A large star was found in the center of the Milky Way, which periodically fades by 97%

In the central regions of the Milky Way, astronomers have discovered a large star whose brightness periodically drops by 97% and remains at this level for almost a year. Scientists cannot yet explain why this is happening. An article describing the unusual object was published by the scientific journal Monthly Notices of the Royal Astronomical Society.

This star was discovered by Sergei Koposov of the University of Edinburgh and his colleagues. Using a special algorithm, they studied the images that the VISTA telescope took over the past 17 years. It works simultaneously in the optical and infrared ranges, thanks to which it can detect objects hidden under the cocoon of dust that surrounds the center of the Galaxy.

An algorithm created by scientists tracks objects whose brightness drops very sharply. Similarly, astronomers have tried to find new variable stars, that is, stars whose brightness changes predictably. By pulsing such objects, scientists can calculate precise distances to distant objects.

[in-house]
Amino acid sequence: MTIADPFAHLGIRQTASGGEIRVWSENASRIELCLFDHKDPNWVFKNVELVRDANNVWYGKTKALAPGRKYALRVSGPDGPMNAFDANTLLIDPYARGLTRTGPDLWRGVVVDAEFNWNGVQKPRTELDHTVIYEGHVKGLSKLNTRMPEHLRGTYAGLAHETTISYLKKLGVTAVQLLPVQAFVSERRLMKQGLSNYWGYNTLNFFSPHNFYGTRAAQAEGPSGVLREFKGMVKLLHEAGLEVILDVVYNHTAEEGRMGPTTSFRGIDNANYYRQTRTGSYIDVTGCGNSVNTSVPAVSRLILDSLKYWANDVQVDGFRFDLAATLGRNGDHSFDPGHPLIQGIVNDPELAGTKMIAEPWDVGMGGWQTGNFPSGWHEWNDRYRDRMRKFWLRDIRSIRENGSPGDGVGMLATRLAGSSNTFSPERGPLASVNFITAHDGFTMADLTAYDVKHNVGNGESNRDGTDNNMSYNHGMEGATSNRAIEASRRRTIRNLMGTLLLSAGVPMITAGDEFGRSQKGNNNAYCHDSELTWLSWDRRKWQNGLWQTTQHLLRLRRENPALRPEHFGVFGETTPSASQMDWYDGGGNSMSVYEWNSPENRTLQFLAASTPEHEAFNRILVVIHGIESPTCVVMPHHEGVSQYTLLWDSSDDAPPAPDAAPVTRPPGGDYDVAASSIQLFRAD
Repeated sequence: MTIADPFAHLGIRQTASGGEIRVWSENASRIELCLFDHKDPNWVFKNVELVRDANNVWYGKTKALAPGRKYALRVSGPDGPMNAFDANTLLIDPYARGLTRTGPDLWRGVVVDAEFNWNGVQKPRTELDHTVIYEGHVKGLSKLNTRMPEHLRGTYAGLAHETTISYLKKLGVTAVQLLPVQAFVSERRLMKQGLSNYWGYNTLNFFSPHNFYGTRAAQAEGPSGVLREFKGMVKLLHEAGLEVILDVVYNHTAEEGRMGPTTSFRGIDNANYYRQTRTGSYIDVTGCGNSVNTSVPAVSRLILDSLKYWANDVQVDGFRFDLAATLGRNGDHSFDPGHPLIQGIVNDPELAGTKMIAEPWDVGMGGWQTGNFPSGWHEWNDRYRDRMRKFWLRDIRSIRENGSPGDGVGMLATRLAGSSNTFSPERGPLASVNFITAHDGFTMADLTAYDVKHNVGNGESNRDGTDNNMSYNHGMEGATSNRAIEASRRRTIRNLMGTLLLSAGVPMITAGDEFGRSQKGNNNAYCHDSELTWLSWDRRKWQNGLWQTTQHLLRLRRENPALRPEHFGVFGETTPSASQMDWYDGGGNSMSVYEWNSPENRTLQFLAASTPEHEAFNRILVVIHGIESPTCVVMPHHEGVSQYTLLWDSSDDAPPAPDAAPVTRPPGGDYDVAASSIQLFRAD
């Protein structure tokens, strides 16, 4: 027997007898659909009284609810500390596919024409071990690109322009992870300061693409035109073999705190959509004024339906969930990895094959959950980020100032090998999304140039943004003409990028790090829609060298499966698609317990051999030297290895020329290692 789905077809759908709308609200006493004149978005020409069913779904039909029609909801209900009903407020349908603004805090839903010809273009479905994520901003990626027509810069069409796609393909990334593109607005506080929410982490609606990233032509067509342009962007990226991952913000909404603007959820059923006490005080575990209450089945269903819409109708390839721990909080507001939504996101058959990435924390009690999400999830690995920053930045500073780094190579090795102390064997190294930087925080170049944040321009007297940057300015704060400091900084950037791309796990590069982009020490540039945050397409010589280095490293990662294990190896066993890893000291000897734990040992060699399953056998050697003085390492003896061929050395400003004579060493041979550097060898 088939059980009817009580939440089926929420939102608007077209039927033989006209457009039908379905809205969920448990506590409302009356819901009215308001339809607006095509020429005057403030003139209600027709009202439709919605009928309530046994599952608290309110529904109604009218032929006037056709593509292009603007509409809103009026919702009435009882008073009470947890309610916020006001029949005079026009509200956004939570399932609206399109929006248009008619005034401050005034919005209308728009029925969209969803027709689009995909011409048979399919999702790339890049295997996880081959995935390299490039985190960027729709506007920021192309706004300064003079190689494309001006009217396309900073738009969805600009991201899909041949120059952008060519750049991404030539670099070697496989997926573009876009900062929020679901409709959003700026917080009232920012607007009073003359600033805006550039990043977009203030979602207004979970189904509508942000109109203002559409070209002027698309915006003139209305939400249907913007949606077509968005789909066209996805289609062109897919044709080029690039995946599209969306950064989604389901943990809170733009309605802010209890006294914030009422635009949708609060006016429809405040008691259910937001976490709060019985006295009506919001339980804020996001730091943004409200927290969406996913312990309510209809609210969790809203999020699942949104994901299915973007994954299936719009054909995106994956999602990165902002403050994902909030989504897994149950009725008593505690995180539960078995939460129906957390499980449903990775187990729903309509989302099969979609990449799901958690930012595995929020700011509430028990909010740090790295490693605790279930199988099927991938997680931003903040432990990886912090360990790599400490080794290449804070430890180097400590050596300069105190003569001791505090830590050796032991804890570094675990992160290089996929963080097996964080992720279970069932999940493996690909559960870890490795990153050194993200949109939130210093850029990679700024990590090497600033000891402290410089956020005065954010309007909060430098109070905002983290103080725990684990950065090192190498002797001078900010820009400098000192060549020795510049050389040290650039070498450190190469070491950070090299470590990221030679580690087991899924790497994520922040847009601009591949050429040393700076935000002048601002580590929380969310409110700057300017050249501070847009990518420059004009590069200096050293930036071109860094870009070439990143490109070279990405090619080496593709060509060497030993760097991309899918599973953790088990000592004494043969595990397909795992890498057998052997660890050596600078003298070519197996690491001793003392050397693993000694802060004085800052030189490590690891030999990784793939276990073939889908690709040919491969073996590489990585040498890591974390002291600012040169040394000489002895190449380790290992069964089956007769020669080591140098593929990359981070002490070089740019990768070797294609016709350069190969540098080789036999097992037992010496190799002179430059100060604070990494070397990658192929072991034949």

The attention of scientists was attracted by the object VVV-WIT-08, discovered by this algorithm, located at the junction of the constellations Sagittarius and Scorpio. It is a large star, a red giant, the brightness of which, according to observations of the second half of 2011, fell sharply by 97%. In mid-2012, astronomers recorded that its brightness returned to its previous values.

Scientists double-checked these observations using data from the OGLE gravitational lens search project, which was observing the same part of the sky at the time. OGLE data confirmed the fall in brightness of VVV-WIT-08.

So far, Koposov and his colleagues cannot say for sure why this happened and when such a tarnishing could happen next time. Astronomers suggest that VVV-WIT-08 is a complete analogue of TYC 2505-672-1. It consists of a large red giant and a white dwarf that is surrounded by a giant cloud of dust. This accumulation of gas and matter periodically obscures the second star, causing its brightness to drop to almost zero. Such an “eclipse” lasts about 3.5 years.

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